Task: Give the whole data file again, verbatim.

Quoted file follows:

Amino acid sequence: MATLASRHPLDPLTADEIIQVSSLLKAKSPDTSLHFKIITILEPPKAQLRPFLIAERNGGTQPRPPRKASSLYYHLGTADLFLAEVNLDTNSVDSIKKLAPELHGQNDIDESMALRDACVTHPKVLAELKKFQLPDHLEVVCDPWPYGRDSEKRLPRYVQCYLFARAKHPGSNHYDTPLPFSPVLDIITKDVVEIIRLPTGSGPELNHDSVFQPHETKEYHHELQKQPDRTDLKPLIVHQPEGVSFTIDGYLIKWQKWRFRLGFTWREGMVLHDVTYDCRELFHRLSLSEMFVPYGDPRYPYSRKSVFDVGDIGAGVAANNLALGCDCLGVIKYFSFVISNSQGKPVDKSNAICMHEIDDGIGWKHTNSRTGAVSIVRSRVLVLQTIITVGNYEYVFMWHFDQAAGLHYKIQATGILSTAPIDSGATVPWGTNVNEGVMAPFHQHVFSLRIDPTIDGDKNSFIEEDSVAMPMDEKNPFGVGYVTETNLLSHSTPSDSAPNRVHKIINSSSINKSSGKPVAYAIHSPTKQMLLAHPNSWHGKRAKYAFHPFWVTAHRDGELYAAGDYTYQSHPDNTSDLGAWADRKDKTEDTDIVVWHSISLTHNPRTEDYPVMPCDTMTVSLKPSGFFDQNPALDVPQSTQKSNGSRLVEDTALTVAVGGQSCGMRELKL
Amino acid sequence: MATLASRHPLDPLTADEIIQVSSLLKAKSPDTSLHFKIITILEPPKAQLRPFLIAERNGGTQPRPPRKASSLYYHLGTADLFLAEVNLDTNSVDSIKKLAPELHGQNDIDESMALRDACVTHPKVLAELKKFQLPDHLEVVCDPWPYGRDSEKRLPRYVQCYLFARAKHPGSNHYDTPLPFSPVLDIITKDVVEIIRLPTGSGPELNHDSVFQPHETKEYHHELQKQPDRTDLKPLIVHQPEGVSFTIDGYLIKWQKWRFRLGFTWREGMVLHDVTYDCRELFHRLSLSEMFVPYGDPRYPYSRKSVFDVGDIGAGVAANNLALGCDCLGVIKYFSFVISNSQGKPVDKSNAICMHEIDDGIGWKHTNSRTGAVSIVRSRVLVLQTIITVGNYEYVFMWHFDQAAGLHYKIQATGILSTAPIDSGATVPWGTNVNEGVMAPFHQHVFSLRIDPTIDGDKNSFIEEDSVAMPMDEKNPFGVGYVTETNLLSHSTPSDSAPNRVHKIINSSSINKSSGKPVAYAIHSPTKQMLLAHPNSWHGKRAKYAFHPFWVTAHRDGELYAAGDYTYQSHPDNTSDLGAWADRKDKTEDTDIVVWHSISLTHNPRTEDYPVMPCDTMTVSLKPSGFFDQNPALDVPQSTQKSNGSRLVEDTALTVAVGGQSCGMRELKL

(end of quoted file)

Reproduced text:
Amino acid sequence: MATLASRHPLDPLTADEIIQVSSLLKAKSPDTSLHFKIITILEPPKAQLRPFLIAERNGGTQPRPPRKASSLYYHLGTADLFLAEVNLDTNSVDSIKKLAPELHGQNDIDESMALRDACVTHPKVLAELKKFQLPDHLEVVCDPWPYGRDSEKRLPRYVQCYLFARAKHPGSNHYDTPLPFSPVLDIITKDVVEIIRLPTGSGPELNHDSVFQPHETKEYHHELQKQPDRTDLKPLIVHQPEGVSFTIDGYLIKWQKWRFRLGFTWREGMVLHDVTYDCRELFHRLSLSEMFVPYGDPRYPYSRKSVFDVGDIGAGVAANNLALGCDCLGVIKYFSFVISNSQGKPVDKSNAICMHEIDDGIGWKHTNSRTGAVSIVRSRVLVLQTIITVGNYEYVFMWHFDQAAGLHYKIQATGILSTAPIDSGATVPWGTNVNEGVMAPFHQHVFSLRIDPTIDGDKNSFIEEDSVAMPMDEKNPFGVGYVTETNLLSHSTPSDSAPNRVHKIINSSSINKSSGKPVAYAIHSPTKQMLLAHPNSWHGKRAKYAFHPFWVTAHRDGELYAAGDYTYQSHPDNTSDLGAWADRKDKTEDTDIVVWHSISLTHNPRTEDYPVMPCDTMTVSLKPSGFFDQNPALDVPQSTQKSNGSRLVEDTALTVAVGGQSCGMRELKL
Amino acid sequence: MATLASRHPLDPLTADEIIQVSSLLKAKSPDTSLHFKIITILEPPKAQLRPFLIAERNGGTQPRPPRKASSLYYHLGTADLFLAEVNLDTNSVDSIKKLAPELHGQNDIDESMALRDACVTHPKVLAELKKFQLPDHLEVVCDPWPYGRDSEKRLPRYVQCYLFARAKHPGSNHYDTPLPFSPVLDIITKDVVEIIRLPTGSGPELNHDSVFQPHETKEYHHELQKQPDRTDLKPLIVHQPEGVSFTIDGYLIKWQKWRFRLGFTWREGMVLHDVTYDCRELFHRLSLSEMFVPYGDPRYPYSRKSVFDVGDIGAGVAANNLALGCDCLGVIKYFSFVISNSQGKPVDKSNAICMHEIDDGIGWKHTNSRTGAVSIVRSRVLVLQTIITVGNYEYVFMWHFDQAAGLHYKIQATGILSTAPIDSGATVPWGTNVNEGVMAPFHQHVFSLRIDPTIDGDKNSFIEEDSVAMPMDEKNPFGVGYVTETNLLSHSTPSDSAPNRVHKIINSSSINKSSGKPVAYAIHSPTKQMLLAHPNSWHGKRAKYAFHPFWVTAHRDGELYAAGDYTYQSHPDNTSDLGAWADRKDKTEDTDIVVWHSISLTHNPRTEDYPVMPCDTMTVSLKPSGFFDQNPALDVPQSTQKSNGSRLVEDTALTVAVGGQSCGMRELKL